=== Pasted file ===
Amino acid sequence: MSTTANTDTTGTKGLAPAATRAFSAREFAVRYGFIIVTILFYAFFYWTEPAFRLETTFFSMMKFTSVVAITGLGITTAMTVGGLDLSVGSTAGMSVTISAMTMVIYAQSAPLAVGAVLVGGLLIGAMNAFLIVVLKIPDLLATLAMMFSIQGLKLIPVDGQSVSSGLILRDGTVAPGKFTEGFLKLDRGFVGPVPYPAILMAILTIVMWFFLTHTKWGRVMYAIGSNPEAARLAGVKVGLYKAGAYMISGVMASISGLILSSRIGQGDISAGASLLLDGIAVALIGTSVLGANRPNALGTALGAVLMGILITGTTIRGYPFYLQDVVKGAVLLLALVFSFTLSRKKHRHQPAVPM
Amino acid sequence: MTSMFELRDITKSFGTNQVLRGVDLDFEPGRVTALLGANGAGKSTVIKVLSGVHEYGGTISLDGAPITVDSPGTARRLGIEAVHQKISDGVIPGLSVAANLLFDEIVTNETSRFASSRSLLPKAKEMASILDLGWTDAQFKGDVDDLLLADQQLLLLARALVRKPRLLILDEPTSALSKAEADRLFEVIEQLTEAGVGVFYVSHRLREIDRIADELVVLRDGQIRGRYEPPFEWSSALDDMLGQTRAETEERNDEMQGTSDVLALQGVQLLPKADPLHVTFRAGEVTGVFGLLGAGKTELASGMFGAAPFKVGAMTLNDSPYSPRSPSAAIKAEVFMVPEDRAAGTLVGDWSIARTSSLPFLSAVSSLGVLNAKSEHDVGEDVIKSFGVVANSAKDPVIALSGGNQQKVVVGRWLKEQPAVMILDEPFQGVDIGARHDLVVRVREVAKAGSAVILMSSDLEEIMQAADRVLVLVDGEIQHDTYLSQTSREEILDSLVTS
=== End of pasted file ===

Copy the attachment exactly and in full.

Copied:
Amino acid sequence: MSTTANTDTTGTKGLAPAATRAFSAREFAVRYGFIIVTILFYAFFYWTEPAFRLETTFFSMMKFTSVVAITGLGITTAMTVGGLDLSVGSTAGMSVTISAMTMVIYAQSAPLAVGAVLVGGLLIGAMNAFLIVVLKIPDLLATLAMMFSIQGLKLIPVDGQSVSSGLILRDGTVAPGKFTEGFLKLDRGFVGPVPYPAILMAILTIVMWFFLTHTKWGRVMYAIGSNPEAARLAGVKVGLYKAGAYMISGVMASISGLILSSRIGQGDISAGASLLLDGIAVALIGTSVLGANRPNALGTALGAVLMGILITGTTIRGYPFYLQDVVKGAVLLLALVFSFTLSRKKHRHQPAVPM
Amino acid sequence: MTSMFELRDITKSFGTNQVLRGVDLDFEPGRVTALLGANGAGKSTVIKVLSGVHEYGGTISLDGAPITVDSPGTARRLGIEAVHQKISDGVIPGLSVAANLLFDEIVTNETSRFASSRSLLPKAKEMASILDLGWTDAQFKGDVDDLLLADQQLLLLARALVRKPRLLILDEPTSALSKAEADRLFEVIEQLTEAGVGVFYVSHRLREIDRIADELVVLRDGQIRGRYEPPFEWSSALDDMLGQTRAETEERNDEMQGTSDVLALQGVQLLPKADPLHVTFRAGEVTGVFGLLGAGKTELASGMFGAAPFKVGAMTLNDSPYSPRSPSAAIKAEVFMVPEDRAAGTLVGDWSIARTSSLPFLSAVSSLGVLNAKSEHDVGEDVIKSFGVVANSAKDPVIALSGGNQQKVVVGRWLKEQPAVMILDEPFQGVDIGARHDLVVRVREVAKAGSAVILMSSDLEEIMQAADRVLVLVDGEIQHDTYLSQTSREEILDSLVTS